Audit committee members who fail to reasonably carry out their responsibilities, and auditors who unreasonably fail to comply with relevant auditing standards in their audit work, will find themselves in the crosshairs of the Securities and Exchange Commission’s Division of Enforcement.
That was the warning issued by SEC Enforcement Director Andrew Ceresney during a keynote speech last month at Directors Forum 2016. “In the financial reporting area, like in many others, gatekeepers are critical to helping ensure that issuers make timely, comprehensive, and accurate disclosure,” Ceresney said. “Audit committee members and external auditors, in particular, are among the most important gatekeepers in this process, and each has a responsibility to foster high-quality, reliable financial reporting.”
The SEC’s renewed focus on financial reporting is a continuation of “Operation Broken Gate,” an enforcement effort the agency launched in 2013 to hold gatekeepers accountable when they fail to protect investors from fraud or other financial misstatements. Since then, the SEC has “succeeded in significantly increasing the quality and number of financial reporting cases,” more than doubling its enforcement actions related to issuer reporting and disclosures—from 53 in fiscal year 2013 to 114 in 2015, Ceresney said.
Many of those enforcement actions have been brought against auditors, particularly under SEC Rule of Practice 102(e). Codified as part of the Sarbanes-Oxley Act, Rule 102(e) allows the SEC “to censure, sanction, or bar from practice accountants, including auditors, that don’t perform according to professional standards,” says Andrew Fuchs, an associate with law firm Skadden, Arps, Slate, Meagher & Flom. In the last four months of 2015, the SEC charged 22 individuals under Rule 102(e), an enforcement trend that financial law experts say will continue in 2016.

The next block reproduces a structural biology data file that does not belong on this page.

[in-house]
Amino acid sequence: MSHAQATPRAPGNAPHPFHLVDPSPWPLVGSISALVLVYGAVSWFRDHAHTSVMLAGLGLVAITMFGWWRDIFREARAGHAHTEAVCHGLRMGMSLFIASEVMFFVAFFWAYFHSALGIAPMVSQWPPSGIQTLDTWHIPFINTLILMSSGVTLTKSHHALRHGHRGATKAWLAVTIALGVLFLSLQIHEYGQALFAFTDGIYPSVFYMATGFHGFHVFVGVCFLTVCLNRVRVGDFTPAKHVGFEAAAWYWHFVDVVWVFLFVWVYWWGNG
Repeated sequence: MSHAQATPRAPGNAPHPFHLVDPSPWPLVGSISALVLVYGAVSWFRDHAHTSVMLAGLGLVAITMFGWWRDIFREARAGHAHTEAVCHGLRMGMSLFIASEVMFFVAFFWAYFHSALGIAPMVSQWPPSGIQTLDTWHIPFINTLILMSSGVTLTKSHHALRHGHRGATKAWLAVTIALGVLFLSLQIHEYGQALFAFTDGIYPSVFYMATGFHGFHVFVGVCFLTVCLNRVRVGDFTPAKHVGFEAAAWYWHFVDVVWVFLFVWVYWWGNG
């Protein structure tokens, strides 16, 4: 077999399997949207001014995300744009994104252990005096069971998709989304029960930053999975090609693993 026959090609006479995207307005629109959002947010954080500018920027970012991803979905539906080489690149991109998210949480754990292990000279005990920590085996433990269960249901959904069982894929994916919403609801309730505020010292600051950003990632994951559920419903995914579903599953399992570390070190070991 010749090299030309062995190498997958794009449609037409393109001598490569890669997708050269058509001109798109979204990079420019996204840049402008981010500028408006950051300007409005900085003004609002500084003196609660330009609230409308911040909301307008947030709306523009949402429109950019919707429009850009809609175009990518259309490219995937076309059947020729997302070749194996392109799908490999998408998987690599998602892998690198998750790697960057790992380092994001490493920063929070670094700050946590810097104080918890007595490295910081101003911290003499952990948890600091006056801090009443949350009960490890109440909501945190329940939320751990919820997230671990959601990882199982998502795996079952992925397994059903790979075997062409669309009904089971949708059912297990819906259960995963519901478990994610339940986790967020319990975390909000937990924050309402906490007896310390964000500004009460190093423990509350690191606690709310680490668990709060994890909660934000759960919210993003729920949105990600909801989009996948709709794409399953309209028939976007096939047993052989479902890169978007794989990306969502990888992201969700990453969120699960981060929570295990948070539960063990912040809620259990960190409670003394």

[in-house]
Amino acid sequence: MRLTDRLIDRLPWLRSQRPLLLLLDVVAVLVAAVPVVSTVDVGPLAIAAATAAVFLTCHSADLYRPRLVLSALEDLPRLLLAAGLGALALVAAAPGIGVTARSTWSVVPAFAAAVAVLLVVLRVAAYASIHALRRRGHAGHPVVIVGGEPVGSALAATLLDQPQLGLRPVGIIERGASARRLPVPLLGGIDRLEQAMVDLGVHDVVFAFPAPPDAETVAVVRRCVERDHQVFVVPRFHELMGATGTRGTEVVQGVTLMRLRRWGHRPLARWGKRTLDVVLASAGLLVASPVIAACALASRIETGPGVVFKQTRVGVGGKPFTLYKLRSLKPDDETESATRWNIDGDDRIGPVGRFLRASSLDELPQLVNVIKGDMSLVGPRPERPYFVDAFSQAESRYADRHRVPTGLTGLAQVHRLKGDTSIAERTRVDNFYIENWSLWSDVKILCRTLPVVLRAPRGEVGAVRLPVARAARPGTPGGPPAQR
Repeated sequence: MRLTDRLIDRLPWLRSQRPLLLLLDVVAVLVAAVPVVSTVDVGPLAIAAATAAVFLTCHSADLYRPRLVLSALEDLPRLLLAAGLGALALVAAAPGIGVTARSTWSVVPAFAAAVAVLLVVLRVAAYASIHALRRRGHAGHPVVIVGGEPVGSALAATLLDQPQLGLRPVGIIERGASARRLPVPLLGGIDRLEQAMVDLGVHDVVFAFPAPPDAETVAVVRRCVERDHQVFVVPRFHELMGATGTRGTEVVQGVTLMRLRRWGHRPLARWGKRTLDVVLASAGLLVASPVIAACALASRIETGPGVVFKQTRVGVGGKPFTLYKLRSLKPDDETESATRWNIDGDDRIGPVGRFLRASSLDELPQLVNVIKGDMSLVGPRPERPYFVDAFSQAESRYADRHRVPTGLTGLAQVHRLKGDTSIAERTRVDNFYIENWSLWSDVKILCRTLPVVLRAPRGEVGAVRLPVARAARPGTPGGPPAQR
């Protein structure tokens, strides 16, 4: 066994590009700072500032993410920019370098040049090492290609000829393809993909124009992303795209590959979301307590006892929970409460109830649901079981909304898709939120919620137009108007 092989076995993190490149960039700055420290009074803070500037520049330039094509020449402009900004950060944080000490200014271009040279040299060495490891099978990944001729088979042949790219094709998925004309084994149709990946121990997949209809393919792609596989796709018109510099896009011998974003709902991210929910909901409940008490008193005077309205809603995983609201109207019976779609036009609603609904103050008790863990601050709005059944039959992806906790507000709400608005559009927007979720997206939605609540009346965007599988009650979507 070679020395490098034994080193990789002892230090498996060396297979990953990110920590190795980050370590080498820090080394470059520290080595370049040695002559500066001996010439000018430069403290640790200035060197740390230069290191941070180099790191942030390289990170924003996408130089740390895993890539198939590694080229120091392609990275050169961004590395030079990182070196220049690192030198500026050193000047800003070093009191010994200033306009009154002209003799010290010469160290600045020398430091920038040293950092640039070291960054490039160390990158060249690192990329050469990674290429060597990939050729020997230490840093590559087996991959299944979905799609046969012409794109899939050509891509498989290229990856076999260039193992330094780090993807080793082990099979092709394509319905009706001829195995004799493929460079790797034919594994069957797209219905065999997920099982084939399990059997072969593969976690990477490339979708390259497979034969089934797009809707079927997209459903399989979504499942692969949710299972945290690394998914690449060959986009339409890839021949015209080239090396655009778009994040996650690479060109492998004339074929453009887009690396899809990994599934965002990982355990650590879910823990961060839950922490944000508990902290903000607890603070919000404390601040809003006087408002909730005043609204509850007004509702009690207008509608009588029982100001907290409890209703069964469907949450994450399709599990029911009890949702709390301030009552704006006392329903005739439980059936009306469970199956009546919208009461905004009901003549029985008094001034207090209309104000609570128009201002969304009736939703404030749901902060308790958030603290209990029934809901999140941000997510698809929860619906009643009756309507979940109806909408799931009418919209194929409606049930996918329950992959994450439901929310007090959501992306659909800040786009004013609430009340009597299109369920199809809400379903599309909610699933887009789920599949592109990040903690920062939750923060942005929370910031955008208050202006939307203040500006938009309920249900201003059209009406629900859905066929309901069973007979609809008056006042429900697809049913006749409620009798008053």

Auditors should be aware of the numerous missteps that often get them into trouble, including:
Insufficient testing of potentially material issues;
Failure to show skepticism and, instead, accepting management representations at face value;
Failure to properly document audit procedures;
Inappropriate supervision of audit staff; and
Ignoring or inappropriately responding to red flags.
“It’s safest for auditors to assume that every material issue that comes up in a company is subject to SEC scrutiny,” says Brian Hoffman, of counsel in the law firm Holland & Hart, and a former senior attorney in the SEC’s Enforcement Division. The overwhelming success of the SEC’s Whistleblower Program, which incentivizes whistleblowers to report securities law violations to the SEC, further increases the likelihood of a financial reporting enforcement action, he says.
“It’s safest for auditors to assume that every material issue that comes up in a company is subject to SEC scrutiny."
Brian Hoffman, of Counsel, Holland & Hart
During his remarks, Ceresney noted that the SEC has particularly renewed its focus in the areas of issuer reporting and disclosure. As part of that focus, the SEC is increasingly turning its attention to both audit committees and external auditors.
“Over the past few years, the staff has really put a lot of focus into financial reporting and auditing enforcement matters,” says Hoffman. “That means auditors are back front and center in the overall SEC enforcement program.”